Hazing, underage drinking, and campus noise violations. These are all issues that most colleges and universities are very familiar with. Policies, procedures, and response protocols have been developed, tried, and tested with respect to those issues which accompany the young-adult population. But when it comes to the legal exposure stemming from the presence of minors on campus, college and university administrators tread into more unfamiliar waters. It’s essential to ensure that your institution is not only fulfilling its legal obligations with respect to minors, but is also taking the steps necessary to minimize legal exposure. Here is a basic roadmap of how to create a Minors-On-Campus Policy.
How Many Minors Are There?
Many institutions are surprised when they learn how many minors are on their campus for various activities. Thus, the first step is to inventory existing programs and activities involving minors. Minors enrolled at the institution in lab schools or high school/college credit programs are an obvious, yet often overlooked population. In addition to enrolled minors, the inventory should include all programs sponsored by the institution, whether on or off campus.
Some programs, such as summer camps, are highly visible and easy to identify. Other activities are less formal and more likely to fly under the radar. Some examples of those activities include speech, dental, and hearing clinics, student-athlete community outreach, daycare for employees, research involving minors, bridge programs, and much more. After thorough review, most institutions are surprised at the extent of their youth-serving programs. After creating the initial inventory, designate someone to maintain and update it as necessary.
Creating Procedures To Ensure Compliance
Once an inventory is created, the institution is in a better position to audit and ensure compliance with federal and state laws regarding the treatment of minors and to understand the dynamics of what a Minors on Campus Policy will need to include and cover. Numerous laws regulate involvement with minors. The most common are those regulating screening of persons placed in contact with minors and reporting of child abuse. Others involve transportation, medical care, and other issues. These laws will vary by state to state, so it’s important to know your own state’s requirements (as well as the trend in the industry).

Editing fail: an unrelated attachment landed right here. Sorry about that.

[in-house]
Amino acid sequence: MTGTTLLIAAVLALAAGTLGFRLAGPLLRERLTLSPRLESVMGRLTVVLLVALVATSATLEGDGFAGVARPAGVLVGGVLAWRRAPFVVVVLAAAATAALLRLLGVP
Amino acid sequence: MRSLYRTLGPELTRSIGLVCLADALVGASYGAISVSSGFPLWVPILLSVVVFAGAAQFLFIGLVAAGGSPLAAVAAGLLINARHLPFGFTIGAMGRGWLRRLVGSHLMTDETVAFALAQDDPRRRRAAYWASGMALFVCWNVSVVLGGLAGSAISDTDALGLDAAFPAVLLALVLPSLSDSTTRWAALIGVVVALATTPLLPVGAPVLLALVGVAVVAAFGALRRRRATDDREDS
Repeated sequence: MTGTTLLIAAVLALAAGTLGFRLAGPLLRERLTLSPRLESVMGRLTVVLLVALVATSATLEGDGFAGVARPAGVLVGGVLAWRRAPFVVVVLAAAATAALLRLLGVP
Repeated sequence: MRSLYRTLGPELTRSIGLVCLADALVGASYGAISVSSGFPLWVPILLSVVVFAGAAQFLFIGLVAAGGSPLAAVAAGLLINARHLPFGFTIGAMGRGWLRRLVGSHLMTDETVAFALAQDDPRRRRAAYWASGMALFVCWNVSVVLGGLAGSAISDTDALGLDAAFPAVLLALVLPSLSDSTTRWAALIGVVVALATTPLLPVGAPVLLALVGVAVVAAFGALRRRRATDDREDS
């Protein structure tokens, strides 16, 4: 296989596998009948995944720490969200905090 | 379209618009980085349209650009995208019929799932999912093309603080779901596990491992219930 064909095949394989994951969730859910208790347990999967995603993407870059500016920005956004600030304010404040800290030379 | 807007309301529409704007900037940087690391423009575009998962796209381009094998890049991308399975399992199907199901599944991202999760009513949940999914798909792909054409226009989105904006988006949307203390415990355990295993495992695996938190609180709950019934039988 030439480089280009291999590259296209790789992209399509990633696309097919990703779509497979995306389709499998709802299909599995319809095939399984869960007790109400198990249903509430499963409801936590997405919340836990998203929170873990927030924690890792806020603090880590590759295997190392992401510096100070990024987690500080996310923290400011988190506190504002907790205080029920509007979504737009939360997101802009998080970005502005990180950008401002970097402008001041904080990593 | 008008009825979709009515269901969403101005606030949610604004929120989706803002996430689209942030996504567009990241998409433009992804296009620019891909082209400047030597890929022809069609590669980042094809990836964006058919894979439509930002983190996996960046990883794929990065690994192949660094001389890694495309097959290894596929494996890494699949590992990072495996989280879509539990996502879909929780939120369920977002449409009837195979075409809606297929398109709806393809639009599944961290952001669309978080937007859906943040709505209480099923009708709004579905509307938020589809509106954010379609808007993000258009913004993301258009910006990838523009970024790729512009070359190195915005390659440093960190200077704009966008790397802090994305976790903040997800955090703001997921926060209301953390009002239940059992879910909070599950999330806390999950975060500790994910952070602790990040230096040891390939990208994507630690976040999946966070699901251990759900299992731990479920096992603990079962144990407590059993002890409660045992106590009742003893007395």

As to screening and selection policies, the screening policy for those individuals who interact with children (employees and volunteers) will likely need to be more stringent than for the general employee population. Offenses dealing with domestic abuse, drugs, violence, crimes against the elderly, infirm, etc. should be assessed carefully. This process should include, at a minimum, a comprehensive criminal-background check, a rolling five-year recheck, and a requirement that all employees self-report any change in their criminal background to your Human Resources Director within 24 hours.
The institution should also publish a policy obligating individuals who work with children to report any reasonable suspicion of child abuse, neglect, abandonment, or exploitation, along with a set of procedures advising employees how to do so. In some states, every employee and volunteer of an institution has this obligation (even if the person does not work directly with children). Failure to report child abuse could result in criminal felony charges or individual fines. Moreover, after the controversy at Penn State, some states, like Florida, amended their laws to increase fines against colleges and universities to up to a million dollars for impeding the reporting of child abuse.
In addition to ensuring compliance with specific laws, the institution should have its own requirements to ensure the safety of minors on campus. Such requirements should include a mandate that minors must be supervised at all times by an authorized adult while on campus or participating in a sponsored event, rules as to areas that minors are and are not allowed to access, and adult/minor conduct standards. Consider having an inspection by your insurance company or an outside, qualified professional to determine whether certain areas, equipment, or activities should be banned, adjusted, or removed.
These requirements should also be built into the institution’s independent-contractor agreements. Contractors should be asked to confirm, in writing, that they have complied with background checks and training required by your institution. In addition, the contractor should confirm receipt and understanding of the institution’s mandatory-reporting requirements.
Minors on campus can expose colleges and universities to a host of laws, regulations, and areas of exposure that they may not be familiar with. Realizing the areas of risk and addressing them with proper policies, guidelines and training is the best line of defense.